Martha Nussbaum's "Therapy of Desire" is a widely known book with much commentary on the implications of Epicurean philosophy for psychology. These comments are not a review of the book and I do not intend them too be taken too negatively. However I think that a reader can more fairly assess the claims Nussbaum makes about Epicurean philosophy earlier in the book if the reader is aware of the ultimate negative conclusions she draws at the end. Here are several excerpts, mostly from the final chapters:
I am not sure how thoroughly I will be able to go through this tonight but Nussbaum seems to regularly describe herself as an Aristotelian (?)
"Here I side with the Socratics and Aristotelians..."
I do not agree that Epicurean philosophy slights development of critical thought, nor do I consider the Stoics to be superior in any way, or the Epicureans "authoritarian"
Nor do I agree that Epicurean philosophy subordinates truth and good reasoning to "therapeutic efficacy" (she presumably is referring to the goal of living pleasurably) nor would I consider the Stoics and Aristotelians superior in this department.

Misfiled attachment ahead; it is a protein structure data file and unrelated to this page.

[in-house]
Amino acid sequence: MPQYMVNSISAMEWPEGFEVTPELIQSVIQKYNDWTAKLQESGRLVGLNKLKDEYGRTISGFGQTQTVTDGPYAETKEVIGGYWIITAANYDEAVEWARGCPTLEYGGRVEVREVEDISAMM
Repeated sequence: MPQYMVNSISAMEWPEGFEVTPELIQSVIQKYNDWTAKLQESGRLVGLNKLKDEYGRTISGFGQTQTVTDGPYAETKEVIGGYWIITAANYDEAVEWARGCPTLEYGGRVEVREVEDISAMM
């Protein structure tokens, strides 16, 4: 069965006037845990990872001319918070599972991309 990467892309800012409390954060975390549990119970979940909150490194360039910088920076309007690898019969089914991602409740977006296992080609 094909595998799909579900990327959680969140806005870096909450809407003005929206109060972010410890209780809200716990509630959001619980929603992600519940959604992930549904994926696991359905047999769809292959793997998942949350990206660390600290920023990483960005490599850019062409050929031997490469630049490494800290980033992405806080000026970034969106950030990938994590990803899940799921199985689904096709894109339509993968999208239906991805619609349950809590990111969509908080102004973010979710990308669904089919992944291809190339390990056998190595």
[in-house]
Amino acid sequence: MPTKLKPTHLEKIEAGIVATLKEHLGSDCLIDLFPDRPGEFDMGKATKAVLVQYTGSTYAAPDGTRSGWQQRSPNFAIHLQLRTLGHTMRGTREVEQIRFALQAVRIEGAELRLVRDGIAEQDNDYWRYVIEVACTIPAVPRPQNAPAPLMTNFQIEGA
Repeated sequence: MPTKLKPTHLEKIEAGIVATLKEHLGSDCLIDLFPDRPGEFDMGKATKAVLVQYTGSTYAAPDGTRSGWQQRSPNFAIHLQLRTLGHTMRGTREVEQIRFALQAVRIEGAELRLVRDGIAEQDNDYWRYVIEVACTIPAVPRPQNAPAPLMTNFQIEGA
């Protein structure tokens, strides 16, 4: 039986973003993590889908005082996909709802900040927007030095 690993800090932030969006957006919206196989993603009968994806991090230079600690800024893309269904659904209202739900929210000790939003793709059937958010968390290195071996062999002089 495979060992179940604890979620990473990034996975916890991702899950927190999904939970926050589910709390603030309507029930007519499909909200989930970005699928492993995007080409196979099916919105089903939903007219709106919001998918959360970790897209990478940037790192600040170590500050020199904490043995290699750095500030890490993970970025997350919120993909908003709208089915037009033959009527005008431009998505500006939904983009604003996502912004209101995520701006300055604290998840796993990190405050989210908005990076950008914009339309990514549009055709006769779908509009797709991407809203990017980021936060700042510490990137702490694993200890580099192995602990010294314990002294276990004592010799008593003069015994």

Certainly not a high assessment of Epicurus in this paragraph:
I reject this paragraph in totality:
Now I see why in the past so many Stoics I have run into like Nussbaum so much:
More anti-Epicurean assessment:
So Nussbaum considers Seneca "an advance of major proportions" over the Epicureans
I don't agree that Lucretius contradicts Epicurus, and I don't agree that Epicurus excluded marriage, sexual love, children, and political community